However, creating new AI-based technologies costs a lot of money. Not only does it require programming, but also renting access to thousands of servers. So OpenAI has been seeking funding. “The most obvious way to cover costs is to build a product, but that would mean changing our focus. Instead, we intend to license some of our pre-AGI technologies, with Microsoft becoming our preferred partner for commercializing them,” Altman wrote in a separate blog post.

  • The AI Breakthrough Will Require Researchers Burying Their Hatchets.

Jul 21, 2019

The First Complete Brain Wiring Diagram of Any Species Is Here

Posted by in categories: biotech/medical, information science, robotics/AI, sex

For a humble, microscopic worm with only 302 neurons, C. elegans has had a lot of firsts. It was the first multicellular animal to have its whole genome sequenced. It was also the spark that lit the connectome fire—the revolutionary idea that mapping the entirety of connections among neurons will unveil secrets of our minds, memory, and consciousness. And if the connectomists are to be believed, a map of individual brains may be the blueprint that will one day hurtle AI into human-level intelligence, or reconstruct an entire human mind in digital form.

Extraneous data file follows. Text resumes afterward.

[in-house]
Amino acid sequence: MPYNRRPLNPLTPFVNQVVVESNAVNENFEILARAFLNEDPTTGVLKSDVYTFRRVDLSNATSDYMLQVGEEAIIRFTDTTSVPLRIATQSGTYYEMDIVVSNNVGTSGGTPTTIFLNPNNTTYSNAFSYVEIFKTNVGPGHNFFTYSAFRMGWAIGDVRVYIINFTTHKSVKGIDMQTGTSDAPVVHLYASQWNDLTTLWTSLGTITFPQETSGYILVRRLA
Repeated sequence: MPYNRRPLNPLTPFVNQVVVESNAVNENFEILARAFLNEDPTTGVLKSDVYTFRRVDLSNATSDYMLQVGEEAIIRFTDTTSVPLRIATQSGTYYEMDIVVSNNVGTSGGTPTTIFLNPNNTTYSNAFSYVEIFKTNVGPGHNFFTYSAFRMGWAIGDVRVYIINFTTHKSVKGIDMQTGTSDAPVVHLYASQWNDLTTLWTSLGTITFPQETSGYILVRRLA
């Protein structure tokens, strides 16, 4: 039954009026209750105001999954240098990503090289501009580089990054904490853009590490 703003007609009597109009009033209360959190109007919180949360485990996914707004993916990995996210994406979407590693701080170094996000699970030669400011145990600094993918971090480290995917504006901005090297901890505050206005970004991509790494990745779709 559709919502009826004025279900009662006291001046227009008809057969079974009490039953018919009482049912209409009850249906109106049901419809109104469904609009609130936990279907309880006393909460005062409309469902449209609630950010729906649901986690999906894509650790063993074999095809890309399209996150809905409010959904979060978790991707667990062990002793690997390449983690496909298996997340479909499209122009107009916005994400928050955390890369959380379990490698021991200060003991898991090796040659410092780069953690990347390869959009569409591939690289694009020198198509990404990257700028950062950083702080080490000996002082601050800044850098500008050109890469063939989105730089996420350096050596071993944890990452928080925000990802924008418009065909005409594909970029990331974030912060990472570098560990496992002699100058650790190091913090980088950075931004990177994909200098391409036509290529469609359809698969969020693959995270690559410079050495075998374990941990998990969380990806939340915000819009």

More than 30 years ago, a pioneering group of scientists painstakingly traced and reconstructed the roundworm’s neural wiring by hand. The “heroic” effort, unaided by modern computers and brain-mapping algorithms, resulted in the first connectome in 1986.